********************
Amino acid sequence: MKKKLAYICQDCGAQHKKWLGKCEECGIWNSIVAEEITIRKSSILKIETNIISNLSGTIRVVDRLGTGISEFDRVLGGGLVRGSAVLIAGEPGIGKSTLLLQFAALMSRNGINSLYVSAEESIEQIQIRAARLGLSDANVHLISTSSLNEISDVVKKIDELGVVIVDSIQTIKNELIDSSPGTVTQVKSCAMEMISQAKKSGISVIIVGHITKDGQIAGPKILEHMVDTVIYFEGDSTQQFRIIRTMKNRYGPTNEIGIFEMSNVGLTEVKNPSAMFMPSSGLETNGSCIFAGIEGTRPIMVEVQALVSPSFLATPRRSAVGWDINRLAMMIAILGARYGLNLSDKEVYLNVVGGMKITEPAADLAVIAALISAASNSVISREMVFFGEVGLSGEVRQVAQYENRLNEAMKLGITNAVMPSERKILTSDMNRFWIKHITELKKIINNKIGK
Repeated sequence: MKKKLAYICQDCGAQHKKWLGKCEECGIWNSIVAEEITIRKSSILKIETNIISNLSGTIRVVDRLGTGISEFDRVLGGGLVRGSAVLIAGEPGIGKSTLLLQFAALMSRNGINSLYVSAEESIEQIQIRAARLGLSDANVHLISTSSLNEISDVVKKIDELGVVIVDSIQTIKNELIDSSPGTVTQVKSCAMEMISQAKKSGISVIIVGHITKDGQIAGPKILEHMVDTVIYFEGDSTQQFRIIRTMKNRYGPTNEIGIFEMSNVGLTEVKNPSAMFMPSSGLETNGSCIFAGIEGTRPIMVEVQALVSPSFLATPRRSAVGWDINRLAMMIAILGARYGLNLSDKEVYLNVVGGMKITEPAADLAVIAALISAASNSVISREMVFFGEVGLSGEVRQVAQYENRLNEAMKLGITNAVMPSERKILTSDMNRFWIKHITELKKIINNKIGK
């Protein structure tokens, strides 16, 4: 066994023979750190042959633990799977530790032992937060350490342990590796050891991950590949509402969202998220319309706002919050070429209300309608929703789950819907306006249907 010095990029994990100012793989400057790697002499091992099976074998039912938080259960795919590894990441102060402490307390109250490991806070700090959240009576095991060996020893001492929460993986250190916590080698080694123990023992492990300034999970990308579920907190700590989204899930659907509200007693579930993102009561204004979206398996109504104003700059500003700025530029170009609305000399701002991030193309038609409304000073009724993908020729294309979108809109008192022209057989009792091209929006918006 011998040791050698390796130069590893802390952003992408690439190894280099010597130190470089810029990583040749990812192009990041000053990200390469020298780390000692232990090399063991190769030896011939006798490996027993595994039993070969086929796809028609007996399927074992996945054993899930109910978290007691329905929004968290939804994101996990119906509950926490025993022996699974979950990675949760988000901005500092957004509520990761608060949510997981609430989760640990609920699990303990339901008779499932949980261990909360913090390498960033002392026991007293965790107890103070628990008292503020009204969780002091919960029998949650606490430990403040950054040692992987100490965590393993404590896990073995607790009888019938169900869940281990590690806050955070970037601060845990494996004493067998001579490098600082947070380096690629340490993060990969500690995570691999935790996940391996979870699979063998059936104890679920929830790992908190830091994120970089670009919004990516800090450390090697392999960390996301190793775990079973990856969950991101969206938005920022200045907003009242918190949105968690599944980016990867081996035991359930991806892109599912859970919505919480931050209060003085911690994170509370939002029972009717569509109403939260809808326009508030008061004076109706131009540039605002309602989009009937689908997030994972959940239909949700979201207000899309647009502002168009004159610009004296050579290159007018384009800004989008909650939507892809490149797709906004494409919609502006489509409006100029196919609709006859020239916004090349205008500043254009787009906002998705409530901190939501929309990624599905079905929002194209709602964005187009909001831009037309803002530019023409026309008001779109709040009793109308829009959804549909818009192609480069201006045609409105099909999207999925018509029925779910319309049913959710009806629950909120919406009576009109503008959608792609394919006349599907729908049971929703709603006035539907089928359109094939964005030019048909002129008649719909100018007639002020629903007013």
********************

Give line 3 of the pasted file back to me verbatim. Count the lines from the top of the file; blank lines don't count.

């Protein structure tokens, strides 16, 4: 066994023979750190042959633990799977530790032992937060350490342990590796050891991950590949509402969202998220319309706002919050070429209300309608929703789950819907306006249907 010095990029994990100012793989400057790697002499091992099976074998039912938080259960795919590894990441102060402490307390109250490991806070700090959240009576095991060996020893001492929460993986250190916590080698080694123990023992492990300034999970990308579920907190700590989204899930659907509200007693579930993102009561204004979206398996109504104003700059500003700025530029170009609305000399701002991030193309038609409304000073009724993908020729294309979108809109008192022209057989009792091209929006918006 011998040791050698390796130069590893802390952003992408690439190894280099010597130190470089810029990583040749990812192009990041000053990200390469020298780390000692232990090399063991190769030896011939006798490996027993595994039993070969086929796809028609007996399927074992996945054993899930109910978290007691329905929004968290939804994101996990119906509950926490025993022996699974979950990675949760988000901005500092957004509520990761608060949510997981609430989760640990609920699990303990339901008779499932949980261990909360913090390498960033002392026991007293965790107890103070628990008292503020009204969780002091919960029998949650606490430990403040950054040692992987100490965590393993404590896990073995607790009888019938169900869940281990590690806050955070970037601060845990494996004493067998001579490098600082947070380096690629340490993060990969500690995570691999935790996940391996979870699979063998059936104890679920929830790992908190830091994120970089670009919004990516800090450390090697392999960390996301190793775990079973990856969950991101969206938005920022200045907003009242918190949105968690599944980016990867081996035991359930991806892109599912859970919505919480931050209060003085911690994170509370939002029972009717569509109403939260809808326009508030008061004076109706131009540039605002309602989009009937689908997030994972959940239909949700979201207000899309647009502002168009004159610009004296050579290159007018384009800004989008909650939507892809490149797709906004494409919609502006489509409006100029196919609709006859020239916004090349205008500043254009787009906002998705409530901190939501929309990624599905079905929002194209709602964005187009909001831009037309803002530019023409026309008001779109709040009793109308829009959804549909818009192609480069201006045609409105099909999207999925018509029925779910319309049913959710009806629950909120919406009576009109503008959608792609394919006349599907729908049971929703709603006035539907089928359109094939964005030019048909002129008649719909100018007639002020629903007013």